Use the following examples to determine whether there might be some behavioral and biological influences that are affecting your cravings.


Ever wonder why people who lose weight quickly seem to put it (and more) back on again. Well, here’s one factor….

Whether you are crash dieting or participating in the newest low-calorie fad diet, a drop in calories can cause a decrease in Serotonin.

Serotonin is a feel-good hormone that is released in the body after eating carbohydrates. Its purpose is to enhance calmness, improves mood, and lessens depression.

High levels of serotonin help to control appetite and satisfy cravings, but drastic drops in calorie intake decreases the serotonin and increases cravings.

A drop in serotonin can also cause negative feelings, such as: depression, anxiety, lethargy, feelings of hopelessness, or rage.


Skipping meals causes your blood sugar to drop. Since your body requires food to function, the natural defense is to increase the level of the hormone ghrelin and amount of neuropeptide Y.

An increase in ghrelin causes the body to have an irresistible urge to eat, and the decrease of neuropeptide Y increases your craving for carbohydrates.


When you eat a high fat diet your body increases the production of endorphins, which gives you the feeling of having a natural high. Unfortunately, as the amount of fat you consume rises, so does the amount of galanin. This hormone increases your desire for more fatty foods. So basically the more fat you eat, the more fat you are going to crave.

Ever wonder why when you are stressed you crave desserts (which is stressed spelled backwards!). While the fat releases endorphins and gives you the feeling of pleasure, the carbohydrates increase the serotonin and makes you feel calm and relaxed.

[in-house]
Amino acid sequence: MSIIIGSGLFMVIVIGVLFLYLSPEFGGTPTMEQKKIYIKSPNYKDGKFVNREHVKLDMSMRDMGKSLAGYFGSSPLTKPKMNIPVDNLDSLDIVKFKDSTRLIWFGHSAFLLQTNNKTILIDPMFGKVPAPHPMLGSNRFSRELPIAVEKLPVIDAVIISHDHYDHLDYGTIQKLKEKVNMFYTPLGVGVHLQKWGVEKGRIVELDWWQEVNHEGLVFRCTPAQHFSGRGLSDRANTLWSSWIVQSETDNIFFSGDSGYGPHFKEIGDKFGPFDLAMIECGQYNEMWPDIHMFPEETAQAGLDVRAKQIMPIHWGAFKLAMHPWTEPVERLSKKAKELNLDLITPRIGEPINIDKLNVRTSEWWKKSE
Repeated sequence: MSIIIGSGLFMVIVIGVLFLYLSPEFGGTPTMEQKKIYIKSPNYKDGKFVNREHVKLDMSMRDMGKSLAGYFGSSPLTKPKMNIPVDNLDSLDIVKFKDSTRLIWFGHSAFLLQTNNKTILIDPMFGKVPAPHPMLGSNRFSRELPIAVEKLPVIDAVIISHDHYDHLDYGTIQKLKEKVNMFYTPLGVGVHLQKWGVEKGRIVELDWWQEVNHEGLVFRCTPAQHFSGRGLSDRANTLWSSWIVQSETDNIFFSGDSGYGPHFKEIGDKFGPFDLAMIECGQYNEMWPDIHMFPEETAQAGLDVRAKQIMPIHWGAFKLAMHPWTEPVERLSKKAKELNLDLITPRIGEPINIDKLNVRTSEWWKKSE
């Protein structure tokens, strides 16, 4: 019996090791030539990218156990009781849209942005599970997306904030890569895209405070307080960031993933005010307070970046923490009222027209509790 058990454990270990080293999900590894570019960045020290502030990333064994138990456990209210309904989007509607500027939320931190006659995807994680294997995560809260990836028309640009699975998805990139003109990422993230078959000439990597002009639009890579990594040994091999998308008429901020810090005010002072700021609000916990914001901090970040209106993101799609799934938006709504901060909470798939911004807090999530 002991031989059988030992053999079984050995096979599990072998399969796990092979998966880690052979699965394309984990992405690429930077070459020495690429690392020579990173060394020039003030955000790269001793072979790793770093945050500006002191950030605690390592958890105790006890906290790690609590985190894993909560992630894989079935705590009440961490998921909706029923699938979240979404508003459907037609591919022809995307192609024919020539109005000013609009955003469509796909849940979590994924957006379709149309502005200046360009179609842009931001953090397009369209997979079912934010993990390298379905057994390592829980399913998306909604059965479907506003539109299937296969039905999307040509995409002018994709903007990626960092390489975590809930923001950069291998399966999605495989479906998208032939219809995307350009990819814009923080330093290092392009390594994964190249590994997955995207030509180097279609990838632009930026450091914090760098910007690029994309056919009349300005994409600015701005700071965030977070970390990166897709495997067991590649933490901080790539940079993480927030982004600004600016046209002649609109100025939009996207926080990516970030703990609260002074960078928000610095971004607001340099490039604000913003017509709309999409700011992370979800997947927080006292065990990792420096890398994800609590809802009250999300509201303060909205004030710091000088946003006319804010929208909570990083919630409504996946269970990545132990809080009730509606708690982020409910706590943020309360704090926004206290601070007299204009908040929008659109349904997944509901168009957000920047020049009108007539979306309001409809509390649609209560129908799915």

Sometimes the best solution is to surrender.

Let’s say you’ve got an unbreakable craving for a turtle cheesecake from the Cheesecake factory. You’ve identified the emotion that led to this craving and believe that this is one craving that will not be easily substituted for a healthier alternative, nor could any change in behavior or setting rectify this problem. As long as you don’t have any medical issues or conditions that would restrict you from acting on your desire, you may want to surrender.

Oh, before you starting waving your white flag, know that there are rules. Surrendering to your temptation does not mean turning your body into a human garbage can.

Rule #1- Determine the intensity of the craving- Answer this question honestly... if you don't eat this specific food, will the act of depriving this item lead you to binge uncontrollable on this or other food item in the near future?

If the answer is NO, take a big breath and find a healthy alternative to dealing with this craving.

Rule #2-Give a valiant effort. At least consider a healthier option before deciding to toss in the towel.

Rule #3- Limit these splurges to no more than twice (ideally once) a month or less, and keep a detailed journal of your cravings. Make sure to note when the craving occurs (time & location), what emotion is creating the craving, and what action you took (give in vs. choosing a healthy alternative).

Rule #4- Cut the portion size in half and toss the rest. Even though it might be a waste of money, having the left over portion might be too tempting.

For all other cravings (e.g. craving sweets as a general category), try substituting your initial craving for a healthier option. Oftentimes it will pacify the craving and lead to a healthier tomorrow.

For tips on healthy substitutions for common craves, click here.


Other sources include:

Do Food Cravings Reflect your feelings: